Students get hands-on with Bloodstain Pattern Analysis expert from Forensic Science SA
Published: 31 Jul 2017
Last week two third year students from the Bachelor of Forensics Science, majoring in Bloodstain Pattern Analysis participated in a hands-on three day workshop with a leading forensics expert at CIT's custom built crime scene investigation facility at CIT Bruce.
Ted Silenieks from Forensic Science SA in Adelaide South Australia came to CIT to work directly with Paris Jones and Charlotte Welden, who are the only two of nine students in the course completing their majors in Bloodstain Pattern Analysis (BPA).
Ted has been working with the Paris and Charlotte throughout their research majors, mostly via emails where he offers advice based on his knowledge, experience, past case studies and evidence from cases he's worked on as examples of real life scenarios.
With Ted on deck in the CIT Crime Scene House, the students were able to put their theory and learned skills into practice, with Ted showing them hands-on processes and practical application methods. The difference between the theory and the hands-on has huge implications on their future careers, with students being able to draw on their studies and experience with Ted on real forensics cases.
"Working with a professional you get that hands-on experience and first-hand knowledge from them - rather than reading from a text book or online. It’s also the most recent information in the field, rather than an outdated text book." Charlotte explained. "In this industry, technology is changing rapidly and you need to make sure you’re drawing on practice that's current… there are so many implications if something goes wrong".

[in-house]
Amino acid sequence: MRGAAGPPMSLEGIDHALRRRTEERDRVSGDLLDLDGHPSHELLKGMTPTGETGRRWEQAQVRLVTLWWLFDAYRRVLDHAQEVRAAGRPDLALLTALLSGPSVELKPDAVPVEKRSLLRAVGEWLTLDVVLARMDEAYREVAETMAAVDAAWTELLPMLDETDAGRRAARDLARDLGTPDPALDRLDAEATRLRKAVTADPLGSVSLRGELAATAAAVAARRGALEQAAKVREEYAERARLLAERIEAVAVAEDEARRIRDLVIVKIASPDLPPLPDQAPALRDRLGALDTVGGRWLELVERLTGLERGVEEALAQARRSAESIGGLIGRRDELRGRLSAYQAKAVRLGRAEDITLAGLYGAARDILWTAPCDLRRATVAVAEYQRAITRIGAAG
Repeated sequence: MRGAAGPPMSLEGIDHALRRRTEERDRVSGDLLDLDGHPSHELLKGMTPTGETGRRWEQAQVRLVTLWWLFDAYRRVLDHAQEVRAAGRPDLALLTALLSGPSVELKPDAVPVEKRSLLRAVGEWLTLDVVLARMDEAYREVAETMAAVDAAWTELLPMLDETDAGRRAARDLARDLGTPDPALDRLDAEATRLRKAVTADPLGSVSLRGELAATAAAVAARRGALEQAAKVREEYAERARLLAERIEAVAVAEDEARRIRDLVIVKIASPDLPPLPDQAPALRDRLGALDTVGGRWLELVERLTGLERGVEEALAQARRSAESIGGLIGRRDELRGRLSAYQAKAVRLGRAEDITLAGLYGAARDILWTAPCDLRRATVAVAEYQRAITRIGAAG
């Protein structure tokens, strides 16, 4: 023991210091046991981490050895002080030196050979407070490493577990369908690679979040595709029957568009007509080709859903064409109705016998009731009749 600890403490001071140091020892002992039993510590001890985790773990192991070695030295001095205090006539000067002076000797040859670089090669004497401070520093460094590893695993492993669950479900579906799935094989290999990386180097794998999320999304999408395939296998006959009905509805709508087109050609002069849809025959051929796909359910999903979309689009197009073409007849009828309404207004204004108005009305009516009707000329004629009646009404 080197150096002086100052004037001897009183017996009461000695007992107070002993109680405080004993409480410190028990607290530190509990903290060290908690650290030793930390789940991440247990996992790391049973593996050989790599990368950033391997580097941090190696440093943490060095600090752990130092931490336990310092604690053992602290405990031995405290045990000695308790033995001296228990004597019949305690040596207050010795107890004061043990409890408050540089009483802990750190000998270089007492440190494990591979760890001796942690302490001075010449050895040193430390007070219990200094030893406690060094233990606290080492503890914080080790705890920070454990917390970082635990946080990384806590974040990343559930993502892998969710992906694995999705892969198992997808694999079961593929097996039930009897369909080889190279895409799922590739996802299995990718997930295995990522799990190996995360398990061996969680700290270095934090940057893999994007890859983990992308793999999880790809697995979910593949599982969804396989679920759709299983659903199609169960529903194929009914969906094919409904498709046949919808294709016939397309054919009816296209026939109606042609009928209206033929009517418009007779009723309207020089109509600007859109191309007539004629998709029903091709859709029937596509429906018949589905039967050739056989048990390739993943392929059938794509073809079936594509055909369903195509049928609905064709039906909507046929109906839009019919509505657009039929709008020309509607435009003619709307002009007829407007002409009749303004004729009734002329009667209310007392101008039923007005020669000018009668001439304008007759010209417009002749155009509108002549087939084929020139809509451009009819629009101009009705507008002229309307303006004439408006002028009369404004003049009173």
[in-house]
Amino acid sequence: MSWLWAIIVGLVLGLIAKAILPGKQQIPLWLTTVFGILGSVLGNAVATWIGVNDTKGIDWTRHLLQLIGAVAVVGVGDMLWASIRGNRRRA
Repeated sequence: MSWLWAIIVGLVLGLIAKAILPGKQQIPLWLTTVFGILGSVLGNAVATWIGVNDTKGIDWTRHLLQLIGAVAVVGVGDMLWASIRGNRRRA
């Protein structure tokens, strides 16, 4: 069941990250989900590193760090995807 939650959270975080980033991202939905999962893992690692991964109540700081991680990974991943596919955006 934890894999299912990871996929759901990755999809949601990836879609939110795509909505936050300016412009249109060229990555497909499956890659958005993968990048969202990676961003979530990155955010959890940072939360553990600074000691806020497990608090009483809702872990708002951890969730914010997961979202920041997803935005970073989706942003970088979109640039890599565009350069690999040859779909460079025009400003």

Charlotte is researching "micro-characteristics in two different blood stains; spatter and transfer". With a focus on clothing fabrics, Ted workshopped with Charlotte in the Crime Scene House, differentiating spatter from direct and lateral transfer stains to identify the deposition mechanism. The implications of her findings could identify if a person was an assailant rather than someone who may have been innocently trying to help a victim, with significant implications on a body of evidence.
Paris is the winner of the Daniel Rahn Memorial Grant from the International Association of Blood Pattern Analysists (IABPA) for her work investigating "the preponderance of impact spatter on an assailant caused by different impact mechanisms", looking at types of weapon and related blood spatter patterns. Her Grant includes flights and expenses for her to attend the IABPA Training Conference in Los Angeles in September. With Ted's guidance in the Crime Scene House, Paris is building her evidence into a presentation which she will give at the IABPA Conference, offering her findings which will then also be published in the IABPA's journal.
Ted has a wealth of experience to offer his students, having worked for Forensic Science SA for over 30 years. He comes from an extensive background in the field, specialising in laboratory based BPA: examining clothing for not only bloodstain evidence, but also biological evidence, fibres, gunshot residue, glass and other forensic evidence. BPA became Ted’s field of expertise in the early 2000s and after completing his Bachelor in Forensic Science with CIT in 2010, he has gone on to develop an international reputation as a world leader in the assessment of bloodstain evidence on clothing.
Ted has returned to help the new generation of scientists, offering his BPA knowledge and skills to his students both at CIT, nationally and abroad.
CIT would like to express our gratitude to Ted for his dedication to passing on his expertise, and express our sincere thanks to Forensic Science SA for supporting Ted's visit to CIT.